This is the last piece for the time being from St Mark’s Avenue, although I still have several in the archive to share at another time. It is yet another masterful piece from Deamze whose work still occupies the dark recesses of various folders on my computer.
I am not overly fond of the Smurfs. I was just a little too old for them, when they first emerged onto our screens and so I sneered at the show considering it to be babyish. Furthermore, I just don’t like gnome type things. Deamze however has managed to create a rather special Smurfs piece in St Mark’s Avenue, probably some time ago.
The pink and blue shapes spell out DEAMZ although it is difficult to see from the tight angles of the pictures, and the cheeky little Smurf, like so many of Deamze’s characters is painting the wall with a spray can. Great work once again.
The journey through my archives continues with this amazing (yes another one) cartoon piece by Deamze. A short while ago I wrote about the Asterix piece on this wall by the same artist, which I photographed in 2018. This one photographed in January 2018 features a similar wildstyle writing mash up of Scooby Doo.
Those pesky kids appear in the writing (spelling out DEAMZ) as recognisable body parts. From left to right we have Velma Dinkley and Shaggy Rogers (is there a hidden adult gag in his name?).
Next in line we have Scooby Doo and thank goodness without the dreadful spin-off Scrappy Doo, with the ’70s hunk Fred Jones next in line – what was that red scarf all about?
Finally the lovely but slightly boring Daphne Blake and to her right the iconic Mystery Machine. As a group the characters were known as Mystery Incorporated. Scooby Doo was required viewing for my generation, and the cartoon series appears to have had an extraordinarily long shelf-life. Amazing really for a story line that is pretty much identical in every episode.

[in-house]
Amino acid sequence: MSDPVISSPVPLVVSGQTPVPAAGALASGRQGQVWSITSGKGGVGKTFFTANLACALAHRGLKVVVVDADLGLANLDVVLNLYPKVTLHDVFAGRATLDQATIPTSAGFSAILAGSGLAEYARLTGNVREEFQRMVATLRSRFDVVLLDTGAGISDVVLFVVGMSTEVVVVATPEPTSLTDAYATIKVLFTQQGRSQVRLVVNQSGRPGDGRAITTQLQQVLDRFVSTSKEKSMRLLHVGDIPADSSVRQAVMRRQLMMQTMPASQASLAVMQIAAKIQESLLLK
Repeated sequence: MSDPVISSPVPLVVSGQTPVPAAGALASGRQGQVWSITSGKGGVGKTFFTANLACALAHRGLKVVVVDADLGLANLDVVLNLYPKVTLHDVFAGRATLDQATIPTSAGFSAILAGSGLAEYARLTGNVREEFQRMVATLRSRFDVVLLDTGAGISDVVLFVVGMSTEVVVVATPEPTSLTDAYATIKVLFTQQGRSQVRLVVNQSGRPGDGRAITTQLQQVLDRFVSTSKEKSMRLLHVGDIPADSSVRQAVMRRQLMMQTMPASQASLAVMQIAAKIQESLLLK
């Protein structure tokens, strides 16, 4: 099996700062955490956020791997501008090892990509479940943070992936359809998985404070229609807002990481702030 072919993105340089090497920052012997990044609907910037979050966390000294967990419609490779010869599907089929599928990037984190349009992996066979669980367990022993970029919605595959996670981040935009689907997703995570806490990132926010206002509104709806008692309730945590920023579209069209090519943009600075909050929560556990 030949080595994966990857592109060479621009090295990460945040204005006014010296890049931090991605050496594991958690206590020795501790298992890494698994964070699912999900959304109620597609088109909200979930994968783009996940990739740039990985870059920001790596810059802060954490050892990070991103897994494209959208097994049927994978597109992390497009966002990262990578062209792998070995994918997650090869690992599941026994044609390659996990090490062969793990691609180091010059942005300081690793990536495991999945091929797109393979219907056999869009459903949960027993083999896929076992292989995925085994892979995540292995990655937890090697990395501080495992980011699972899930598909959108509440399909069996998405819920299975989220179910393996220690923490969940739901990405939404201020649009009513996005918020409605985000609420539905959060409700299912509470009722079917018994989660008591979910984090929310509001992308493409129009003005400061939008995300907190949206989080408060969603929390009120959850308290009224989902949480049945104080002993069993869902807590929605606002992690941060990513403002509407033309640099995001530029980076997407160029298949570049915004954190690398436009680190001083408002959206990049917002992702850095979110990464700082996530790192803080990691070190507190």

Deamze is utterly amazing in the way he creates these composite pieces with such accuracy and style. An outstanding piece, which might still be there, I haven’t been that way for a while.
Due to his incredible turnover, it was always inevitable that some pieces by Deamze were going to get left behind in the vast filing system that is my archive. Thanks to the lock down I am going through old unpublished material because so little contemporary stuff is being painted just now.
All the hallmarks of a great Deamze piece are here… the angular technical and complex wildstyle writing and a cute little character. I think that the character is meant to be Garfield, and if it is, then for once it is a bit of a dud from Deamze in terms of its likeness. If it is not Garfield, then it is a brilliant little cat, and who doesn’t like cat street art?
What I am rather shocked by is the sheer number of outstanding pieces I have in my archive, and I guess it just goes to show that the high productivity of great street art in Bristol is pretty much relentless, and people like me struggle to keep on top of it. At least this pause caused by the coronavirus lock down provides me with an opportunity to share pieces like this amazing Deamze one that I had left on the shelf.
Although he is now in Hobard, Tasmania, Deamze will be forever a legend in Bristol and is sorely missed. His combination pieces incorpoorating wildstyle writing and a character are out of the top drawer and these technical masterpieces are something we can only reflect on these days.
One of the great things about Bristol is that the reputation for street art draws artists to come and stay or live in the city, so that for every great artist that leaves, at least two arrive, so the future is bright. The king is dead… long live the king.